Once Roy Lichtenstein started painting Ben-Day dots in 1961, could he ever stop? After a tour of the National Gallery of Art, Washington, DC, exhibition Roy Lichtenstein: A Retrospective, you would probably answer no. The more important question is “Why?” The first major exhibition since Lichtenstein’s death in 1997, the show includes all of Lichtenstein’s greatest paintings—which sometimes feel like variations on one single greatest hit—as well as drawings and sculptures related to those icons of pop art. Is this a retrospective of a great artist or a recollecting of a good artist who hit on one great idea over and over, whether willing to do so or not? Fifteen years after Lichtenstein’s passing, it’s finally time to re-connect the dots and see what total portrait they create.
The story of how Lichtenstein arrived at his style sounds like something out of the comic books itself—one of those superhero origin stories where all the elements come together at once. “I bet you can't paint as good as that, eh, Dad?” one of Lichtenstein’s sons challenged his father as he pointed at a Mickey Mouse comic book. Up to that point, Lichtenstein had painted in an abstract style mimicking in some ways that of the Abstract Expressionists. Some of these attempts appear in the exhibition, but they seem timid approaches to the land of “Jack the Dripper” and friends. Taking up his son’s challenge, Lichtenstein painted Look Mickey in 1961 and a star, or at least a star style, was born. For the next 36 years, until his death, Lichtenstein painted in the comic book style, reproducing by hand the mechanized Ben-Day dots used then in printing to create areas of color and shading. Even when he painted non-comic book themes—landscapes, interiors, and even nudes—he did them in those little dots that became his signature. It was his gift, and probably his curse, too.
Fans of Lichtenstein’s comic book panel paintings will wonder at the examples this retrospective has amassed: Masterpiece (1962), in which a woman praises “Brad” (a mocking stand-in for the artist himself) over his latest success; Drowning Girl (1963), in which a woman would rather drown than have “Brad” (again) save her; and Torpedo...LOS! (1963), in which a submarine captain peering through a periscope barks the fateful order. All of these works capture the melodrama and stock emotions of B movies and the comics they emulated.
What still feels fresh and relevant among the comic book panels are the war (anti-war?) images such as Whaam! (1963; shown above), in which an American fighter pilot takes out his opposite number. Like the similar As I Opened Fire series of a year later, Whaam! flies straight out of the pages of popular war-based comic books molding the minds of young men too young yet to fight in either the Cold War or the one starting to heat up—Vietnam. Like most Pop Art, Lichtenstein’s paintings resist easy political readings. Is he celebrating the wham-bam action of war, the thrill of the chase, the glory of the kill? Or is he commenting on that celebration as dehumanizing to both the enemy and self? These questions (even if the artist never meant to raise them) hang over Americans half a century later.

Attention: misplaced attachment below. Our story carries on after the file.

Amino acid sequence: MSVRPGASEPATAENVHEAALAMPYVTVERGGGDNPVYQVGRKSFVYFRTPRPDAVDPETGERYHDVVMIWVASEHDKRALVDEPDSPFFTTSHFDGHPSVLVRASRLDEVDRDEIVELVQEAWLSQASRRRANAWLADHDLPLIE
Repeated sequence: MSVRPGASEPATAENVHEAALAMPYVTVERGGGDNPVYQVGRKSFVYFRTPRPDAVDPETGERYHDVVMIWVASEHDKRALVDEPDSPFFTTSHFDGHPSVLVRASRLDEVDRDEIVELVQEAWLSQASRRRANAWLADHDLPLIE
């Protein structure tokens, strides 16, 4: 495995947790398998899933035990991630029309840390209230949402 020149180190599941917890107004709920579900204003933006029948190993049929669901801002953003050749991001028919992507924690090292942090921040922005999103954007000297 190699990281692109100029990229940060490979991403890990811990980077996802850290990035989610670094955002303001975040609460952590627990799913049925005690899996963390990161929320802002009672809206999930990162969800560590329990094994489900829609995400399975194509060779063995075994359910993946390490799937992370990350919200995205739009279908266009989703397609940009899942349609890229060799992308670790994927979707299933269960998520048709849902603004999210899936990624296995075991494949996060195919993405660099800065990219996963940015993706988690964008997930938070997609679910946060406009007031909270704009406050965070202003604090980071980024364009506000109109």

For all his financial and critical success, Lichtenstein often seems trapped in his dots. Works such as Brushstrokes (1965) and Little Big Painting (1965) seem to mock painting itself, as if Lichtenstein saw his chance to become a “serious” painter slipping away, so why take the art itself seriously either. In Portrait of Madame Cézanne (1962), Lichtenstein reduces Cézanne’s revolutionary way of seeing to a set of outlined directions, thus lowering “Mount Cylinder, Sphere, and Cone” to overwrought paint-by-numbers. Lichtenstein later riffs on Monet in the late 1960s with Ben-Day dot versions of Haystacks and Rouen Cathedral and even takes on Picasso with a mid-1970s dotted Cubist Still Life. In 1988, Lichtenstein pressed his nose up against the window of art history in his take on the classical sculpture of Laocoön, but done not in his signature style but in a looser, earlier style that reminds me of Willem de Kooning, who died the same year as Lichtenstein, but had begun a long descent into Alzheimer's disease by the time Lichtenstein painted his Laocoön. Is this a gentle tip of the cap to an admired contemporary, a tantalizing “That could have been me…” gesture, or both?
In a self-portrait in the show from 1978, Lichtenstein sits a mirror atop his dotted, comic book-style bust. It’s hard to see Lichtenstein amidst all the reflections in his work from the comic books, popular culture, and even art history itself. In 1973’s Artist’s Studio "Look Mickey", Lichtenstein showed his inner lair with the work that started it all presiding above it all—masterpiece and maybe mockery all in one. Toward the end, Lichtenstein painted classical nudes and Asian-influenced landscapes of mountains, water, and fog, but all still in the dotted style that dogged him to the end. In 1997, the year he died, Lichtenstein painted a study titled Still Life with Reclining Nude. The nude figurine dominating the jumbled still life on the table top comes directly from Matisse, in exactly the same way Matisse himself would insert his own nude sculptures into his paintings. It’s as if Lichtenstein at the end wished he could be Matisse, but had to settle for being himself. When you connect the dots in Lichtenstein’s oeuvre, as Roy Lichtenstein: A Retrospective allows you to in what may be a once-in-a-lifetime opportunity, you see that this was no Mickey Mouse artist, but rather an artist whose success allowed him to achieve much while ironically limiting him from maybe achieving even more.
[Many thanks to the National Gallery of Art, Washington, DC, for providing me with the image above and other press materials related to the exhibition Roy Lichtenstein: A Retrospective, which runs through January 13, 2013.]